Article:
At the same time, also Vietnam itself faces the dilemma how to overcome a domestic infrastructure bottleneck to promote economic growth while fending off unwarranted economic and security influences from China. Vietnam needs private capital and technical expertise to build projects in a timely and efficient manner. Reserving these projects for domestic investors may cast doubt on the economic rationality of decision-making. [ISEAS]
8 October 2019
Cambodia – Vietnam and Cambodia – Laos ratify border demarcations
(jk) Cambodian Prime Minister Hun Sen and Vietnamese PM Nguyen Xuan Phuc have ratified 84 percent of border demarcation work completed between the two nations on their 1,270-kilometre border. [Khmer Times] Cambodia shares another border with Laos, which is also undergoing a demarcation process. PM Hun Sen and Lao Prime Minister Thongloun Sisoulith ratified 86 percent of the border between their two countries last month. [Bangkok Post]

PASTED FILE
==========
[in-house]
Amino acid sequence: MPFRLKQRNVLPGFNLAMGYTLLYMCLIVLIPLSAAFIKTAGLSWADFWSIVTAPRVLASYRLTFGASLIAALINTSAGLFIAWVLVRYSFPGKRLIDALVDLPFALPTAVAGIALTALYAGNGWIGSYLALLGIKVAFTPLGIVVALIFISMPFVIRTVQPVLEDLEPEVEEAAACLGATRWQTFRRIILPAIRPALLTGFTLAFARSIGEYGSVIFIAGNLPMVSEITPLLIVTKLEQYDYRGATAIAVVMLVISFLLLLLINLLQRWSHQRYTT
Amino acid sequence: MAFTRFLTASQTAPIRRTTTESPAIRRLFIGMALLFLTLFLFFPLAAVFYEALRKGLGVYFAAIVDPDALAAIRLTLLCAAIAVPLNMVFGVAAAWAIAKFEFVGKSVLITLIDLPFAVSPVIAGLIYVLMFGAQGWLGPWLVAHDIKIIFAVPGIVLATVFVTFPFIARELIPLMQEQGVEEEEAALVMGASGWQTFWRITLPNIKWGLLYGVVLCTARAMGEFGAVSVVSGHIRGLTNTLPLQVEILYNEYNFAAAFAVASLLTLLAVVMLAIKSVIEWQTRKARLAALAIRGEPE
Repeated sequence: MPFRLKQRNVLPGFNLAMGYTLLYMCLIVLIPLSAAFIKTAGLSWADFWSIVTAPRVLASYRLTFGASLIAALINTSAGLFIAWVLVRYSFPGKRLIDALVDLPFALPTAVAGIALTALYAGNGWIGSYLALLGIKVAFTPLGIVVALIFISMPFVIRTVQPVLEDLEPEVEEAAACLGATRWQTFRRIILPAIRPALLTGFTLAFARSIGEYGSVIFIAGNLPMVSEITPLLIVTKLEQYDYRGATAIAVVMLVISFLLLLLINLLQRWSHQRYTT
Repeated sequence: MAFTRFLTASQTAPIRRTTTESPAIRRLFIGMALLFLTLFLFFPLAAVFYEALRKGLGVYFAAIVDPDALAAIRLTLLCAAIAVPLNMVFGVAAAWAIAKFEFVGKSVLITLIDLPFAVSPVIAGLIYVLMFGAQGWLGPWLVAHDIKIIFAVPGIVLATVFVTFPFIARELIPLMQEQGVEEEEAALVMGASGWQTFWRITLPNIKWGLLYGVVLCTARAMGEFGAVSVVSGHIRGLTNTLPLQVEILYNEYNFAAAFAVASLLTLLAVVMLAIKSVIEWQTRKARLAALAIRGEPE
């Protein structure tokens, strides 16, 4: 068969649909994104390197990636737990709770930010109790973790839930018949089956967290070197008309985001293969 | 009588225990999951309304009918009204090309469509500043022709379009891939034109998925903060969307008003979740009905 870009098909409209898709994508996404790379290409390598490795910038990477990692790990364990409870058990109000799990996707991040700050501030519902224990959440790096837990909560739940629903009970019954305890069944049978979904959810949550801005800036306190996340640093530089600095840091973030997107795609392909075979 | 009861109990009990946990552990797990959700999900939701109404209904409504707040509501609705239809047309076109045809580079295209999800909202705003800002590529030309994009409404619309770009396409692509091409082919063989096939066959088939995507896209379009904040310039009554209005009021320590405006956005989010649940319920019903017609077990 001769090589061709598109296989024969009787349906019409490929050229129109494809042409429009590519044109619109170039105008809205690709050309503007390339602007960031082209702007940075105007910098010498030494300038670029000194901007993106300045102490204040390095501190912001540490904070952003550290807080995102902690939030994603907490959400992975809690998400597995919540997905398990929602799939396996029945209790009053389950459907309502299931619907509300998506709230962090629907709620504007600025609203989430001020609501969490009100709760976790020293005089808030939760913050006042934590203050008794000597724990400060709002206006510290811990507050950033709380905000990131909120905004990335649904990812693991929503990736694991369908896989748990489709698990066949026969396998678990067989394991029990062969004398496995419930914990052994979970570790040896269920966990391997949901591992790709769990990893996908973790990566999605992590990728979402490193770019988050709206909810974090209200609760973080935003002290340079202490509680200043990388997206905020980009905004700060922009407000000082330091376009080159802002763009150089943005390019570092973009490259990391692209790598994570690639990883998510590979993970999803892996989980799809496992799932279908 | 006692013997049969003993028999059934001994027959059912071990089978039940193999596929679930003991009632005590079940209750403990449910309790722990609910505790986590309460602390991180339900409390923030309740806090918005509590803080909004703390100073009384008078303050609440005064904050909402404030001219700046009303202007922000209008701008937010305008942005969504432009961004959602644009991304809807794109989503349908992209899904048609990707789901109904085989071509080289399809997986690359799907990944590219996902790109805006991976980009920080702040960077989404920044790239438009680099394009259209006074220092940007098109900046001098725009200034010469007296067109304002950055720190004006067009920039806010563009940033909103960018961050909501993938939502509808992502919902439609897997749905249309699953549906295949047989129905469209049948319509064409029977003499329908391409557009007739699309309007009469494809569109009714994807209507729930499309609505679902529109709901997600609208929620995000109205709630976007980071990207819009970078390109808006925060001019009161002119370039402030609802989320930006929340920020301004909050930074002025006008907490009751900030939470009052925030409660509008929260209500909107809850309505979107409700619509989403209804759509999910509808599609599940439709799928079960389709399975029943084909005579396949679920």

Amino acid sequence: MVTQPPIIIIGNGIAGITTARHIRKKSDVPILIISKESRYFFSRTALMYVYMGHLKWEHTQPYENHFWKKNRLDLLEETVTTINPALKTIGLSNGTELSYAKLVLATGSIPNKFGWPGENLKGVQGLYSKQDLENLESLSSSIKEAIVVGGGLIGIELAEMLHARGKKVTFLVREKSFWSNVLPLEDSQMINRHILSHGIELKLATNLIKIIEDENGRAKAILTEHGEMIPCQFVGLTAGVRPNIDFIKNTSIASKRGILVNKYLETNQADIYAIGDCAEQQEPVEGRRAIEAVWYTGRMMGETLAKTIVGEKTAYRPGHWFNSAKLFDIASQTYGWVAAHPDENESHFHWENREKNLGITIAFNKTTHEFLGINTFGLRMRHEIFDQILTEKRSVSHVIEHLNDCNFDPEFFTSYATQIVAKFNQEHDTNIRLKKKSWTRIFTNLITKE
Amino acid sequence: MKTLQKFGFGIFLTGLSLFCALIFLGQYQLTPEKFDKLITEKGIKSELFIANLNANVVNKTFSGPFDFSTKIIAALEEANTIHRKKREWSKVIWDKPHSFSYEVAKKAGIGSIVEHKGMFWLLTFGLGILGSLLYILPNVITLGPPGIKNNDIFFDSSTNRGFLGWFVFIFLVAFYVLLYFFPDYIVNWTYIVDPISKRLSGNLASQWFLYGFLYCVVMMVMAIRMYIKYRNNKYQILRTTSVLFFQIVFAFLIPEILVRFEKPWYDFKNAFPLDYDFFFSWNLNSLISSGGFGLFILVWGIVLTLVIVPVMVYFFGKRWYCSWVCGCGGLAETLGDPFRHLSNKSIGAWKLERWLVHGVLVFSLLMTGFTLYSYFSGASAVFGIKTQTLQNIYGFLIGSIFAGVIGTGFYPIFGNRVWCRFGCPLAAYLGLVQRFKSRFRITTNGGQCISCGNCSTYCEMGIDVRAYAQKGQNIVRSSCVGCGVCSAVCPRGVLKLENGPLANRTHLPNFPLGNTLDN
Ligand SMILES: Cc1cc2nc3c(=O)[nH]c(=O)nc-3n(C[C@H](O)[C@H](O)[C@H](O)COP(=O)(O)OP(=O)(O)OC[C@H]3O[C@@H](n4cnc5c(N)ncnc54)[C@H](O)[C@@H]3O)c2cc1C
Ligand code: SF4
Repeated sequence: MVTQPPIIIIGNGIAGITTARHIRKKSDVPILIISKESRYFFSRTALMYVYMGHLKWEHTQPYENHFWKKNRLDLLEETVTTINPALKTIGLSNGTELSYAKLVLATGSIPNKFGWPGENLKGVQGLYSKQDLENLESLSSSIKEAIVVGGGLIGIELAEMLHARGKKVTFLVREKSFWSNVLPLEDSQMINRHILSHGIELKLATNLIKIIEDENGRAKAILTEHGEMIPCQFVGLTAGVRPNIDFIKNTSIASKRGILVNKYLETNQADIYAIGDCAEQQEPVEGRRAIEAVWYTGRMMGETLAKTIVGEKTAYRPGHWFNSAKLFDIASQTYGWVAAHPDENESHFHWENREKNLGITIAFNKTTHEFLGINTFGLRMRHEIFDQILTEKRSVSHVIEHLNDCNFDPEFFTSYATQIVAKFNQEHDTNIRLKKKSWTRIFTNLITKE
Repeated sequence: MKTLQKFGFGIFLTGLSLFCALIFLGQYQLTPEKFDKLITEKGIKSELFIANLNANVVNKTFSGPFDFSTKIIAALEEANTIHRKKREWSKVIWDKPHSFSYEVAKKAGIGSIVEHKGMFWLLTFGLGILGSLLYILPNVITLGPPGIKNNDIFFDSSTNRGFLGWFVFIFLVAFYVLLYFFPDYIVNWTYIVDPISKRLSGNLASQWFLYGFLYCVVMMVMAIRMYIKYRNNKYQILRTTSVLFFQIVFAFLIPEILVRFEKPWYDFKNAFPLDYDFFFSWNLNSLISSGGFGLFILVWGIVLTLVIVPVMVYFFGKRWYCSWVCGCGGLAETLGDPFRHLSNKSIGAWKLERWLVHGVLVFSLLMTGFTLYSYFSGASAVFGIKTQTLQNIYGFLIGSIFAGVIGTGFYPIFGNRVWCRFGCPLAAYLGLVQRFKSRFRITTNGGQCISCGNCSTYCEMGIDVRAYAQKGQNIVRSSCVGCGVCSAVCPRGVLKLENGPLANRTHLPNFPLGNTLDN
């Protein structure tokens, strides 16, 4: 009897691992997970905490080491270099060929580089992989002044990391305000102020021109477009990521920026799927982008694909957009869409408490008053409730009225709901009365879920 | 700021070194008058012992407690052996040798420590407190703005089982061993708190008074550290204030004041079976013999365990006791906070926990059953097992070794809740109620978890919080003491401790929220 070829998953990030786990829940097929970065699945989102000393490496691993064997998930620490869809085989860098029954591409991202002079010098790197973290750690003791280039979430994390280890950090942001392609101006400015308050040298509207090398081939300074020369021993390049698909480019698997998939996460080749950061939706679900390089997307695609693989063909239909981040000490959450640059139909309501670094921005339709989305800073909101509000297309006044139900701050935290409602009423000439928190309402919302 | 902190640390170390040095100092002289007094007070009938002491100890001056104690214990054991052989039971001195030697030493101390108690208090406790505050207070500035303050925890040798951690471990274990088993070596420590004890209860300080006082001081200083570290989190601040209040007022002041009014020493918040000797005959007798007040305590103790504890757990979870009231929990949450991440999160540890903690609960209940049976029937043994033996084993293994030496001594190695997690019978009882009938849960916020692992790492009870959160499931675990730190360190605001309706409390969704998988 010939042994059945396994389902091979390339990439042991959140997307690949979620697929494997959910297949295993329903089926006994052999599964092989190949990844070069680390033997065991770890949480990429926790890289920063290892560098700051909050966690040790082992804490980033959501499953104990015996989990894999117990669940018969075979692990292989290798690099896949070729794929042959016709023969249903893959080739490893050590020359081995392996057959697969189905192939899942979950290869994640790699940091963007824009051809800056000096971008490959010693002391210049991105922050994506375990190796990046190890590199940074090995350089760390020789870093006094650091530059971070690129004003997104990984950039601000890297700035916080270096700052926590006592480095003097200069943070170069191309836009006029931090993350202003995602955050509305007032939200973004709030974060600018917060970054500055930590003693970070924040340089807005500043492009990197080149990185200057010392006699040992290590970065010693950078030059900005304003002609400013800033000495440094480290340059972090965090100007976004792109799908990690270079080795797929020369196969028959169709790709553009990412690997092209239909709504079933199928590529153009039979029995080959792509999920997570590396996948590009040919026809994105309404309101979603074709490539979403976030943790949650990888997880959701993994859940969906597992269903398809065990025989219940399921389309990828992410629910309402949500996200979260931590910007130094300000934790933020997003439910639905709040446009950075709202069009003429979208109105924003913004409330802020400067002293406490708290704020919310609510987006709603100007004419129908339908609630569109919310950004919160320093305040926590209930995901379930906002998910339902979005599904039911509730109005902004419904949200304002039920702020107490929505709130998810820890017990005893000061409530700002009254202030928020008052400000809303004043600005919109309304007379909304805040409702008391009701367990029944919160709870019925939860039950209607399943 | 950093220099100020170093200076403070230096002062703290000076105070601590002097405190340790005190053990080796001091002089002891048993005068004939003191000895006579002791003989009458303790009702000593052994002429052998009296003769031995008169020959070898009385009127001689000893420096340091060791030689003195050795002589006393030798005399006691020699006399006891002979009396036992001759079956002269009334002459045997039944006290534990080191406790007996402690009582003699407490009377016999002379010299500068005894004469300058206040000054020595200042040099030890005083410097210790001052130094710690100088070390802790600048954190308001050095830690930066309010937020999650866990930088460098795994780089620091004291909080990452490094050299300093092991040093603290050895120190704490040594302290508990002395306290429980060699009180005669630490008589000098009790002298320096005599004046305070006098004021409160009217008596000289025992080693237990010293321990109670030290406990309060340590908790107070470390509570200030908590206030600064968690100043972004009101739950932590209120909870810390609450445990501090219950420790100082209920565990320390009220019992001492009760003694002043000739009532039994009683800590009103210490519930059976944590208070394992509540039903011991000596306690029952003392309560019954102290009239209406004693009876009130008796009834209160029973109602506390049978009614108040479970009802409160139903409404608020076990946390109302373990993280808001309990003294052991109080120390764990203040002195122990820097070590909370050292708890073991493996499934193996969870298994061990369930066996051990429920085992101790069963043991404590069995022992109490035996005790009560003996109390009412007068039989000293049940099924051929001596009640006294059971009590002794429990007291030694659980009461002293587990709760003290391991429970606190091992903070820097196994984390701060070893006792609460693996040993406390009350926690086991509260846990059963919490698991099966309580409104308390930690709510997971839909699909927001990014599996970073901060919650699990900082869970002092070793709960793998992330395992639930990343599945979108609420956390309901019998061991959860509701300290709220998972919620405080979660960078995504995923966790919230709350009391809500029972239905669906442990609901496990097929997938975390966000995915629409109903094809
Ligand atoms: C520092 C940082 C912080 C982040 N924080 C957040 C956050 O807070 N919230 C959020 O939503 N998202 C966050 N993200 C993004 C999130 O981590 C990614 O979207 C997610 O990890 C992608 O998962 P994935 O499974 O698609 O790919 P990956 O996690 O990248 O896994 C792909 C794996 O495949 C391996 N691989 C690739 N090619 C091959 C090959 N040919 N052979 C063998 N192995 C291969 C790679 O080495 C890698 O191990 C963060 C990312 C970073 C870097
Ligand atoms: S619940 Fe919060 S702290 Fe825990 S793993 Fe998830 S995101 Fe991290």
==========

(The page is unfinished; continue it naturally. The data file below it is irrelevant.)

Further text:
17 September 2019
Cambodia and Laos agree to demarcate their border
(ls) The leaders of Cambodia and Laos agreed to step up efforts to complete the demarcation of their border, where disputes have led to armed confrontations in recent years. Currently, 86 per cent of the border has been marked. Cambodia and Laos reportedly dispatched troops to the border region last month in a stand-off over the disputed boundary. There was a similar confrontation in August 2017 when Laos objected to Cambodia’s construction of a road in disputed territory. [Straits Times]
10 September 2019
Lao activist and asylum-seeker goes missing in Thailand
(jk) A man from Laos who fled to Thailand has gone missing after seeking refugee status with the United Nations. He was a political activist who criticized and protested against his government frequently. He was also registered as a person of concern with the UNHCR in December 2017. [Bangkok Post]